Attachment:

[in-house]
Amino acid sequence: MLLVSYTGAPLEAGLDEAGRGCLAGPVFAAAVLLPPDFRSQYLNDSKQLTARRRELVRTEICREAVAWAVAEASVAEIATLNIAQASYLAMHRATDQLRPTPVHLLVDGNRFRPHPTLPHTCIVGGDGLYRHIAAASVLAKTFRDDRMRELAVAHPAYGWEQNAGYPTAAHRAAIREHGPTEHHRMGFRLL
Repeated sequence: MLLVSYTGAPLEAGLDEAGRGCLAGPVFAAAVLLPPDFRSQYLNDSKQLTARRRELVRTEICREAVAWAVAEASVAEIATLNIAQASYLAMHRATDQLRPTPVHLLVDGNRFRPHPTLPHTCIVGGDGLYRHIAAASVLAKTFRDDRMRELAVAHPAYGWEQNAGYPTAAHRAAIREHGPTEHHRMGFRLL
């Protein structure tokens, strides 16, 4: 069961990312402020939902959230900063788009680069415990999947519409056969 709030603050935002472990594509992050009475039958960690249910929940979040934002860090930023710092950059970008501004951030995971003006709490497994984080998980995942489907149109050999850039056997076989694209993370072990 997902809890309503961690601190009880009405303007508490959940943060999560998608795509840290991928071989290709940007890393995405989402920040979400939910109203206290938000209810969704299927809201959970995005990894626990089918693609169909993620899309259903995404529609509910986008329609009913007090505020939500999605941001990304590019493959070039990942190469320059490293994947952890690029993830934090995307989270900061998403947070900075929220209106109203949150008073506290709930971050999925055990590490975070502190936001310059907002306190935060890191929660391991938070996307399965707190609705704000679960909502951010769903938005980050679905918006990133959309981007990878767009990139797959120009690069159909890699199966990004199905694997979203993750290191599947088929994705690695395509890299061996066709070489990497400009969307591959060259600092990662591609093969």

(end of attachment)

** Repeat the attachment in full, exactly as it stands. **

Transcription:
[in-house]
Amino acid sequence: MLLVSYTGAPLEAGLDEAGRGCLAGPVFAAAVLLPPDFRSQYLNDSKQLTARRRELVRTEICREAVAWAVAEASVAEIATLNIAQASYLAMHRATDQLRPTPVHLLVDGNRFRPHPTLPHTCIVGGDGLYRHIAAASVLAKTFRDDRMRELAVAHPAYGWEQNAGYPTAAHRAAIREHGPTEHHRMGFRLL
Repeated sequence: MLLVSYTGAPLEAGLDEAGRGCLAGPVFAAAVLLPPDFRSQYLNDSKQLTARRRELVRTEICREAVAWAVAEASVAEIATLNIAQASYLAMHRATDQLRPTPVHLLVDGNRFRPHPTLPHTCIVGGDGLYRHIAAASVLAKTFRDDRMRELAVAHPAYGWEQNAGYPTAAHRAAIREHGPTEHHRMGFRLL
């Protein structure tokens, strides 16, 4: 069961990312402020939902959230900063788009680069415990999947519409056969 709030603050935002472990594509992050009475039958960690249910929940979040934002860090930023710092950059970008501004951030995971003006709490497994984080998980995942489907149109050999850039056997076989694209993370072990 997902809890309503961690601190009880009405303007508490959940943060999560998608795509840290991928071989290709940007890393995405989402920040979400939910109203206290938000209810969704299927809201959970995005990894626990089918693609169909993620899309259903995404529609509910986008329609009913007090505020939500999605941001990304590019493959070039990942190469320059490293994947952890690029993830934090995307989270900061998403947070900075929220209106109203949150008073506290709930971050999925055990590490975070502190936001310059907002306190935060890191929660391991938070996307399965707190609705704000679960909502951010769903938005980050679905918006990133959309981007990878767009990139797959120009690069159909890699199966990004199905694997979203993750290191599947088929994705690695395509890299061996066709070489990497400009969307591959060259600092990662591609093969």